# Bounded linear operators

• gtfitzpatrick

## Homework Statement

Show L(X,Y) is a vector space. Then if X,Y are n.l.s. over the same scalar field define B(X,Y) = set of all bounded linear operators for X and Y
Show B(X,Y) is a vector space(actually a subspace of L(X,Y)

## The Attempt at a Solution

im not sure if i have taken this question down properly.
To prove some set is a vector space you have to show the 4 axiom of a vector space hold. namely-for u, v, w be arbitrary vectors in V, and a, b be scalars in F
1. u + (v + w) = (u + v) + w.
2. v + w = w + v.
3. There exists an element 0 ∈ V, called the zero vector, such that v + 0 = v for all v ∈ V.
Inverse elements of addition For all v ∈ V, there exists an element w ∈ V, called the additive inverse of v, such that v + w = 0.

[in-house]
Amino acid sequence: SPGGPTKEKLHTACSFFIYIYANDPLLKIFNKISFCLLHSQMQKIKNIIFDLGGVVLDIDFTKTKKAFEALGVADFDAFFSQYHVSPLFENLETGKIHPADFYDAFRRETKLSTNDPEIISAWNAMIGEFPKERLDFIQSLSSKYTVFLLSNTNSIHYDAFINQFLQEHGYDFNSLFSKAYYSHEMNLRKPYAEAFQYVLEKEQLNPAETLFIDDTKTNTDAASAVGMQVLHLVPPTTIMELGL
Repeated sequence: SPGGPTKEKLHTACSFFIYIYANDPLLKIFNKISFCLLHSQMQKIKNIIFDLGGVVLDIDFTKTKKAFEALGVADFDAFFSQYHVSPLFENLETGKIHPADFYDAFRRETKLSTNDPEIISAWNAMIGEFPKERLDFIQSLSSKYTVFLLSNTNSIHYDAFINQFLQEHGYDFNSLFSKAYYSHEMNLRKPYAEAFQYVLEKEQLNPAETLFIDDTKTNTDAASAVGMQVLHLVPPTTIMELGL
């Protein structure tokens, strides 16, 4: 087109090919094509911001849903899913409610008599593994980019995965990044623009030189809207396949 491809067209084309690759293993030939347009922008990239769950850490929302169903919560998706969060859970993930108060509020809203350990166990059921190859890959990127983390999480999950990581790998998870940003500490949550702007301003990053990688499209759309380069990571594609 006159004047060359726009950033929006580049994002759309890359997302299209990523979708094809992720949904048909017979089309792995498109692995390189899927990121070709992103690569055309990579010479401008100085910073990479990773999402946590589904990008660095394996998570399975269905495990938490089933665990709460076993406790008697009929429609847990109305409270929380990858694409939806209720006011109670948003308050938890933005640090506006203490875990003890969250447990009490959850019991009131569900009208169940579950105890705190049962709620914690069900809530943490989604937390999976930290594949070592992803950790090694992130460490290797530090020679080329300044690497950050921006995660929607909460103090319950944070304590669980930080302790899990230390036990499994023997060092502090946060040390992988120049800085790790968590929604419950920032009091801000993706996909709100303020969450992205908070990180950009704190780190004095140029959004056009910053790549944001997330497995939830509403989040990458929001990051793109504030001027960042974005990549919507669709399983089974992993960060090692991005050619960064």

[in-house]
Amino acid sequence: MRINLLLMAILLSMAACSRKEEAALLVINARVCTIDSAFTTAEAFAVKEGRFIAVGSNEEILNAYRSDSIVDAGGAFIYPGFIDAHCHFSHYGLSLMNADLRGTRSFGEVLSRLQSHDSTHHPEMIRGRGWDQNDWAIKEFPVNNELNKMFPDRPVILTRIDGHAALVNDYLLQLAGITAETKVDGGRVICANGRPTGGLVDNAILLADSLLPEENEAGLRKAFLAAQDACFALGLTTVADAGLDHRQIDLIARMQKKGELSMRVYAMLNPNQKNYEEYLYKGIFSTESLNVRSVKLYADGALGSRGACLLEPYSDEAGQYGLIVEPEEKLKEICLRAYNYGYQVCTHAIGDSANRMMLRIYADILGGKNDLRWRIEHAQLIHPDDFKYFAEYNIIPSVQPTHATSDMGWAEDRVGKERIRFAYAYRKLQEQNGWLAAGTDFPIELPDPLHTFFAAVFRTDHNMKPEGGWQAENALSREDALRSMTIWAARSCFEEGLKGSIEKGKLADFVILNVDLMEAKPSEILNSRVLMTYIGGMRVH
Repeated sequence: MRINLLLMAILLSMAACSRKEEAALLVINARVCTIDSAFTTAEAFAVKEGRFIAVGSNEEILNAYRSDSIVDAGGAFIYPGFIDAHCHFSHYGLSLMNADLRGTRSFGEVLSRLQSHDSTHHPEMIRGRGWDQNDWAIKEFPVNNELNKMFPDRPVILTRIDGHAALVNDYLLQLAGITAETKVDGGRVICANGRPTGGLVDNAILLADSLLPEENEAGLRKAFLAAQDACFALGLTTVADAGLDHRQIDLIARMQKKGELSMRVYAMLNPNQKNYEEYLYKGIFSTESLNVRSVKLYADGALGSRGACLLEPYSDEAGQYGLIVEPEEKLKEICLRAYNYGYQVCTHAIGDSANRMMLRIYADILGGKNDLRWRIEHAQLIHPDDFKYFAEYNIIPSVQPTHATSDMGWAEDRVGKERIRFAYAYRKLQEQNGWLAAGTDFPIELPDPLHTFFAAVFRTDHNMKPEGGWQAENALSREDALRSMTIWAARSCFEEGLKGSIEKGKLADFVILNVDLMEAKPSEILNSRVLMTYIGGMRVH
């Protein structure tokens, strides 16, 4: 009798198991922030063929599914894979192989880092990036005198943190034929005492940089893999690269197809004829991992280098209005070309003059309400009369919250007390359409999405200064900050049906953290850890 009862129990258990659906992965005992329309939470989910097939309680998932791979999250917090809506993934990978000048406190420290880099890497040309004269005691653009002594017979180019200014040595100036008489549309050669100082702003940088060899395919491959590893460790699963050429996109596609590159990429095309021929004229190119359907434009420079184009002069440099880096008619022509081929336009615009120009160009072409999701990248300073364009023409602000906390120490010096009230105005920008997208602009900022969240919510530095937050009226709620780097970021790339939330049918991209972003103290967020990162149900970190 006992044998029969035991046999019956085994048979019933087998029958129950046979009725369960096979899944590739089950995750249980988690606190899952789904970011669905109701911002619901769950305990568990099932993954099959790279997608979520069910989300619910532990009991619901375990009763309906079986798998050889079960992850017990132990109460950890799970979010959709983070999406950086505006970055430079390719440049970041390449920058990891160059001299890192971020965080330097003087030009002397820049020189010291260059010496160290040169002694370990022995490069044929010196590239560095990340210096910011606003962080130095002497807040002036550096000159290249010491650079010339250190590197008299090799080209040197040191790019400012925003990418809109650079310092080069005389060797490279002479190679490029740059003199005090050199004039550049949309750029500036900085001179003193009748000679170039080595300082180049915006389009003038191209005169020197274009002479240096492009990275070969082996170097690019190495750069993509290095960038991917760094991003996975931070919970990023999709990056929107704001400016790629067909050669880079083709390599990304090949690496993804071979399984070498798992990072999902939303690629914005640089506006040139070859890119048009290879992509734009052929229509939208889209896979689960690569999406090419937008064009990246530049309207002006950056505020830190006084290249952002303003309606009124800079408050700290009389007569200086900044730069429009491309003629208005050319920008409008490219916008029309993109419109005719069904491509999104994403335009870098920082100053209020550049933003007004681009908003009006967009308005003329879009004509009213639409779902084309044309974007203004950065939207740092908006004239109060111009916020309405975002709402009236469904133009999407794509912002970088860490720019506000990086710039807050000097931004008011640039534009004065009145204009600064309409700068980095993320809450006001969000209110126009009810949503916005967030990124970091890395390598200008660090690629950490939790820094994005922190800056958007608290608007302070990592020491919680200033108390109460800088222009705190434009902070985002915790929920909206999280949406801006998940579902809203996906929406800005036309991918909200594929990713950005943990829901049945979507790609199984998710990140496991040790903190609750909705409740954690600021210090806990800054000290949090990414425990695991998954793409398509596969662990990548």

4. a(v + w) = av + aw
Im not sure how to progress with this

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Well, how about doing what you just said!

If F and G are linear transformations from vector space X to vector space Y, F: u-> F(v) and G:u-> G(u), how would you define "F+ G"? F+ G would map a vector u in X to what vector in Y? Does that satisfy F+(G+ H)= (F+ G)+ H for any linear transformations, from X to Y, F, G, and H? Do that satsfy F+ G= G+ F? What would the "0" linear transformation be? What would the adidtive inverse of linear transformation F be?

If F is a linear transformation from X to Y, F:u->F(u), and a is a number how would you define aF? aF would map vector v in X to what vector in Y?
Does that satisfy a(F+ G)= aF+ aG for linear transformations F and G?

Im not sure how to show these axioms hold. When it says the are over the same scalar field it is saying the they are more or less the same? so if X is a vector space and Y is a vector space, then because they are over the same scalar field L(X,Y) is also a vector space?